In 1932, Dr. Burrill B. Crohn discovered a chronic inflammatory condition of the gastrointestinal tract. This disease was named after him and is now known as Crohn’s Disease.
According to Crohn’s Colitis Foundation of America, the disease affects as many as 700,000 Americans, mostly between the ages of 15 and 35, yet most people are unaware of the disease.
The causes of Crohn’s Disease, while uncertain, seem to take place in the gastrointestinal (GI) tract. A normal immune system will fight and kill off viruses and bacteria, while the harmless bacteria in the intestines are kept protected; this changes for someone who has Crohn’s Disease. The harmless intestinal bacteria in a body with the disease will be seen as harmful and are attacked. This inflames the GI tract. No one knows exactly how people get it, though most studies point to hereditary links.
The symptoms of Crohn’s are very serious. Some of them include abdominal cramping, loss of appetite and weight loss. Medications are needed to keep the body under control.
This disease affects a large number of Americans every day, yet most of us do not know it exists, let alone understand it.
It may, then, come as a surprise to find out that students at Northwestern are battling Crohn’s.
Jessica Kempema was diagnosed with Crohn’s Disease her junior year of high school. She began noticing symptoms such as her weight loss freshman year of high school, and it became extreme.
“They said it was anorexia, and I was malnourished,” Kempema said.
Four months later, the doctors were proven wrong and she was back in the hospital and diagnosed with Crohn’s Disease. Kempema stayed in the hospital for three to four days.
When she returned home, Kempema faced a major change: food choices. Foods that are high in fiber, like corn and fresh fruits and vegetables make symptoms worse.
“I really had to understand my body,” Kempema said, “but it was mostly trial and error. Like strawberries. I can eat them but have to be careful and eat them in moderation.”
The Caf poses a problem for her sometimes.
“I feel like I go there and can’t eat half of it sometimes,” Kempema said.
Much of the food is high in fiber or is considered “rough food,” like lettuce and foods with seeds.
Kempema also takes a medication that makes the immune system weaker, and thus makes it harder to attack the harmless bacteria in the intestines. She takes vitamins and probiotics as well.
“When I first got diagnosed, if I hadn’t been, within three months I would have died,” Kempema said. “I see it as a second chance. They say a disease can run your life, but I have control over it. It’s as much mental as it is physical.”
John Wawro is also living with Crohn’s Disease. He was diagnosed two summers ago.
“My mom has Crohn’s, and I had similar symptoms,” Wawro said.
His eating habits didn’t have to change too much, though he does miss sunflower seeds.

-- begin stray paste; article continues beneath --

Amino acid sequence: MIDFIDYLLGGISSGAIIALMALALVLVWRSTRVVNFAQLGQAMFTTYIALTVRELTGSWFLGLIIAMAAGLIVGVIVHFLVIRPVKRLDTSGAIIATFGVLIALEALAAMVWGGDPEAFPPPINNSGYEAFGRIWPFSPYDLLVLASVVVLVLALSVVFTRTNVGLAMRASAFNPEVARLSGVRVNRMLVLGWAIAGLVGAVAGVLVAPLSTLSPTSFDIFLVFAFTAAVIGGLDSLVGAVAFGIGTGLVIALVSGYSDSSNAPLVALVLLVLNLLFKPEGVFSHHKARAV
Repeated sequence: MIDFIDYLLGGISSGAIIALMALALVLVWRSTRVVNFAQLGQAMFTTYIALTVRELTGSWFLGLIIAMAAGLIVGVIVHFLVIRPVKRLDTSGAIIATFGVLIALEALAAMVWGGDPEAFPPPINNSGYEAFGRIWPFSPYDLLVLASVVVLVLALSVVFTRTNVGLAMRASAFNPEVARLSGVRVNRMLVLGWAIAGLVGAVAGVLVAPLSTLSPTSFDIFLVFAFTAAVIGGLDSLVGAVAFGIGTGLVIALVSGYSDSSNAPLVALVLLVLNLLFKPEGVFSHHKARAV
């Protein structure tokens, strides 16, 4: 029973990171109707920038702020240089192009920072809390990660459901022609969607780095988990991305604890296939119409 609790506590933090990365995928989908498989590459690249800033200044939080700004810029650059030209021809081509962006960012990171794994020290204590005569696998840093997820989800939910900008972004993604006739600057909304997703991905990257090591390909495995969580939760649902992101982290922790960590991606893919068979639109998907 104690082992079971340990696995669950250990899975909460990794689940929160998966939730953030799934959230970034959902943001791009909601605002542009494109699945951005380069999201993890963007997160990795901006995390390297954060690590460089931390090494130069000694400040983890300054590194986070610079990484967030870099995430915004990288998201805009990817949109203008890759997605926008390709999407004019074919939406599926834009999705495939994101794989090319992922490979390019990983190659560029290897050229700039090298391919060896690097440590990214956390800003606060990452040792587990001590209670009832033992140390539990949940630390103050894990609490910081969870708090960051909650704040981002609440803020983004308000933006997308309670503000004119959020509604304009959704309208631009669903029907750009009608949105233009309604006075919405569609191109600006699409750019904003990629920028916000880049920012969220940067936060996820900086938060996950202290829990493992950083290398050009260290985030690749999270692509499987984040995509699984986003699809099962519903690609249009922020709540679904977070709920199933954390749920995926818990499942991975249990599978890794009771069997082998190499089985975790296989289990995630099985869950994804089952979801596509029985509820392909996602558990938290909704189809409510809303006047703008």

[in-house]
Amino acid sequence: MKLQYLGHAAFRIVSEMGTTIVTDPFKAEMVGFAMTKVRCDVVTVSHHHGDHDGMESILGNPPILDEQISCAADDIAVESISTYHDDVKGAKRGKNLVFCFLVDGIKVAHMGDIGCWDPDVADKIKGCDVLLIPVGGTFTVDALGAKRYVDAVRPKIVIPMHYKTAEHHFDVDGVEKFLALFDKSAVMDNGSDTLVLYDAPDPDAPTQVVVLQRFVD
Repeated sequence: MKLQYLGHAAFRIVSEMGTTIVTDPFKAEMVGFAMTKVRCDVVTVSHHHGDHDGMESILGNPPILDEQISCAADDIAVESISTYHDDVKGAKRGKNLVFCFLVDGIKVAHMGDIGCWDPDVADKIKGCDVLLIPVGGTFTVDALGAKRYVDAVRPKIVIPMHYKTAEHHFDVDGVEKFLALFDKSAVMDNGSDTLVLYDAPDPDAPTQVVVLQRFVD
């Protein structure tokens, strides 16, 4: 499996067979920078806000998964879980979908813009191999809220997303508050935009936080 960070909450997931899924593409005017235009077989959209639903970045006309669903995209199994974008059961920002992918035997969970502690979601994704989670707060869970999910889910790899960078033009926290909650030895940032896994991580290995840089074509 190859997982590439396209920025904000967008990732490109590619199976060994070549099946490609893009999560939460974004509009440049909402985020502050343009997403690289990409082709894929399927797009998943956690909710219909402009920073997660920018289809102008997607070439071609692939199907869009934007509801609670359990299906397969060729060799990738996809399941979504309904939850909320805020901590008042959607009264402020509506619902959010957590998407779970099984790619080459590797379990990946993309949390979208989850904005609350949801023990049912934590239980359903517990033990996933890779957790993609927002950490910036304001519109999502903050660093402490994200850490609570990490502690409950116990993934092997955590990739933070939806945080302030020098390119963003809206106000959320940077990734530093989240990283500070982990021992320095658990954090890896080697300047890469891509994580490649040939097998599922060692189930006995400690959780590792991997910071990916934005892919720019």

“I play baseball, so that’s kind of hard,” Wawro said.
He agrees with Kempema that the Caf, while some of the food is suitable, lacks more options.
“A couple nights I’ll have to have cereal,” Wawro said. “The Hub is kind of the same, but their burgers are fine. They’re really good about not putting lettuce on it.”
There is another disease, Ulcerative Colitis, which is very similar to Crohn’s Disease, except it only affects the colon as opposed to the entire GI tract.
Kristen Schuler was diagnosed with Ulcerative Colitis in 8th grade.
“I was feeling a different kind of sick than I ever had before and had a lot of the symptoms,” Schuler said. “I was in the hospital 12 days before I was diagnosed.”
Schuler was put on medication right away, which helped her to avoid most of the pain that came with the disease.
Unlike Kempema and Wawro, getting used to taking the medication was the biggest change for her.
“I was taking seven pills a day, and I was so young that it seemed life-altering,” Schuler said. “But I learned that if I skipped my meds, I would feel a lot worse. When I’m on my meds, that puts me under control. They’ve done a very good job of keeping me healthy.”
Schuler’s family was by her side the entire time.
“Any kind of diagnosis seemed serious at the time, and I was fearful of what it meant,” Schuler said. “My parents were really good about being honest with me and letting me know I could go on with life normally.”
Despite the fact that medication has controlled Schuler’s illness during the past eight years, she is now exploring more natural methods of treatment such as an altered diet and chiropractic care.
A disease like Crohn’s and Ulcerative Colitis can be unpleasant at times and restrict food options, but Kempema, Wawro and Schuler have proven that it does not erase the chance to go on with life as normally as possible.